Narrow the search: When searching for pictures to use on a web page with a Chromebook, you may want to filter the search. In Google Images, click Tools. Change the size to Medium to avoid large file sizes. From Usage Rights, pick a choice that allows you to use the picture.

Look at the source: When previewing the image thumbnail, look at the source of the picture. If it is from Pixabay, you cannot link to the image.

Check the picture size: A typical web page is about 960 pixels wide. Use this as a guide when selecting images. Rest the cursor over an image thumbnail. The pixel size will show. Is it too large?

Test the Image

  1. Copy the image address:Chromebook and HTML

    • When you find a picture you want, click the thumbnail to see it in a preview window.
    • Right click on the image.
    • From the menu, choose Copy image address. TIP: To right click on a Chromebook, press the ALT key at the same time you click the mouse button or track pad.

  2. Test the image web address to make sure that it will work:

    • Open a new tab in the web browser.
    • Click inside the address bar.
    • Right click and select Paste or press CTRL + V. Press ENTER. Can you see the picture? If yes, you should be able to link to it. If not, find another image.

TIPS:
You may need to find a different picture if the web address…
• is very long.
• does not include the picture file type such as .jpg or .gif .
• has many symbols.

How to Add an Image Using a Web-Based Text Editor

  1. Place the cursor where you want to add the picture. Type:

    <img src=”” alt=”description”>
  2. Place the cursor between the pair of quotation marks and press CTRL + V or right click and pick Paste to add the image web address copied earlier:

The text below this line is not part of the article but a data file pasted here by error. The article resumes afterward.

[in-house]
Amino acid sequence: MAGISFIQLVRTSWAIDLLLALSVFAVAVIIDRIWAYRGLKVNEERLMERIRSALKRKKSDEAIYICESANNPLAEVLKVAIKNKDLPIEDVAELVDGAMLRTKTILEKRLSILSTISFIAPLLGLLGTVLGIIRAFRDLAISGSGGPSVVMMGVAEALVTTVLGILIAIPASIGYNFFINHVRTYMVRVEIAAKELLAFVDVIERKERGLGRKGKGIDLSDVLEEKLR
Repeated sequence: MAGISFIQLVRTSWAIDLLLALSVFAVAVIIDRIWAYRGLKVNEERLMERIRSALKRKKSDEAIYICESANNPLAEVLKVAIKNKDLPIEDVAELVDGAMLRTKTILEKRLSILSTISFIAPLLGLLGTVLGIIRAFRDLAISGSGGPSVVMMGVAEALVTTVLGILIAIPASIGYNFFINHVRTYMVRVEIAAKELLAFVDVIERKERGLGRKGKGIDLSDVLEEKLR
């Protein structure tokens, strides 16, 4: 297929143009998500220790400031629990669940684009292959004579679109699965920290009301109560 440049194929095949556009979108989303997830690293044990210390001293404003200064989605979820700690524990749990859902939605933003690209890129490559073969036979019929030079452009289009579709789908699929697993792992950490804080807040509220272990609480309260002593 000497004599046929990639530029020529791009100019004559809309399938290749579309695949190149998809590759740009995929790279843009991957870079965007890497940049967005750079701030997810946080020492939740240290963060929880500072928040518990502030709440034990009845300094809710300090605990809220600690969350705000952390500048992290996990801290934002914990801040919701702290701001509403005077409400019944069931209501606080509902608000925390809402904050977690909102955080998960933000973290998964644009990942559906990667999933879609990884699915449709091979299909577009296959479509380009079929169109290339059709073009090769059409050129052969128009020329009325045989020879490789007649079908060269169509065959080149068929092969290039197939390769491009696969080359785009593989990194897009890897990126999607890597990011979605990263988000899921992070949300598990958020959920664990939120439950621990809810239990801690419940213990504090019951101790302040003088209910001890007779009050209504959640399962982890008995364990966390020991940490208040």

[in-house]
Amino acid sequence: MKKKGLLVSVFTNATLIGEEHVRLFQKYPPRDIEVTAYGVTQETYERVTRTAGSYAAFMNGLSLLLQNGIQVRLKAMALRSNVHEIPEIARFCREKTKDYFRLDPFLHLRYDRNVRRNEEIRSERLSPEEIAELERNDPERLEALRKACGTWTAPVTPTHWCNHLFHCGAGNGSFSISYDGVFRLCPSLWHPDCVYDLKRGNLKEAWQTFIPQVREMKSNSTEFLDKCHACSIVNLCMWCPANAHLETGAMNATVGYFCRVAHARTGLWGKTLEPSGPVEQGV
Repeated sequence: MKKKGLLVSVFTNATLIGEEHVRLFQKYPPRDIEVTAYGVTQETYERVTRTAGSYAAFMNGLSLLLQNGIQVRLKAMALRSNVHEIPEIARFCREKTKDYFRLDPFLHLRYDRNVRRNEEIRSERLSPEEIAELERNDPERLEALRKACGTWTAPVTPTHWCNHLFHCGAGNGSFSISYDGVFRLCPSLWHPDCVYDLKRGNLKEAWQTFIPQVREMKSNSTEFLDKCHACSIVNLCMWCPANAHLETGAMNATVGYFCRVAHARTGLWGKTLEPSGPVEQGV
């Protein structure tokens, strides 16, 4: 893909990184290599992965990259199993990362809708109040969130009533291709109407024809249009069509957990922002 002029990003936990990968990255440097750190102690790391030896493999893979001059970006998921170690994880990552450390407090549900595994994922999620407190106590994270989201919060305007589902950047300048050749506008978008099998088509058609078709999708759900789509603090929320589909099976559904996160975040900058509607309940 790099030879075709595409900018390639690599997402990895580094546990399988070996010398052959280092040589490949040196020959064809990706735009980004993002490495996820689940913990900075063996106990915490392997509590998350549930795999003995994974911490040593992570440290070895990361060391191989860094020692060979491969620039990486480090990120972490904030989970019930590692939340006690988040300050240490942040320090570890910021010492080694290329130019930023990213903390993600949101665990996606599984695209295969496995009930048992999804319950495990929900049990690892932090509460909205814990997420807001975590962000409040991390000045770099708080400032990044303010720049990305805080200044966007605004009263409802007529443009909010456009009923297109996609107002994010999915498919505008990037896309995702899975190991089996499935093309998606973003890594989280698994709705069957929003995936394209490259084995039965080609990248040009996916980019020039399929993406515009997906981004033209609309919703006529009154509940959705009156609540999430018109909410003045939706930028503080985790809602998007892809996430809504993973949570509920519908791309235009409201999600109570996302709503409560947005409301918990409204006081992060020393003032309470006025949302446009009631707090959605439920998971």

<img src=”http://www.website.com/picture.gif” alt=”description”>
  3. View the picture in the web page preview pane.

More Tips for Adding Images for Chromebook Users

Picture Dimensions:

It’s good practice to include the width and height of the picture in the img tag. The picture will display without this information. However, it is helpful to the web browser.
For example:

<img src=”http://www.website.com/picture.gif” alt=”description” width=”600″ height=”400″>

To discover the picture dimensions, insert the image into the web page, right click on the image and select Inspect.

chromebook users

Check picture dimensions.

If you want to resize the picture, change the figures in the code by a proportional amount, for example, divide both width and height by 2 to make the image smaller on the web page:

<img src=”http://www.website.com/picture.gif” alt=”description” width=”300″ height=”200″>

Add Breaks to Adjust Text:

One easy solution to change the placing of a picture and text is to add a number of breaks <br> before or after text. Or, divide a large paragraph into two smaller ones.

Wrap Text:

By default, pictures are inline and aligned to the left. You can change the float of an image to wrap text.

For example, make the image float to the left and the text wrap around it by adding the code:

<img style=”float: left;” src=”http://www.website.com/picture.gif” alt=”description”>

Create a Picture Class:

To apply different style options to pictures, you can create classes. If you add a style to the img element in the head of the web page document, all the pictures will look the same.

For example, you can create a class called .pictureright that can be applied to all the pictures that you would like to align to the right. You can apply settings to make a unique style. The code may look something like this:

.pictureright { float: right;
margin-right: 50px;
border-style: solid;
border-width: 5px;
border-color: orangered; }

Then, in the body of the document, add the .pictureright class to the code an existing image: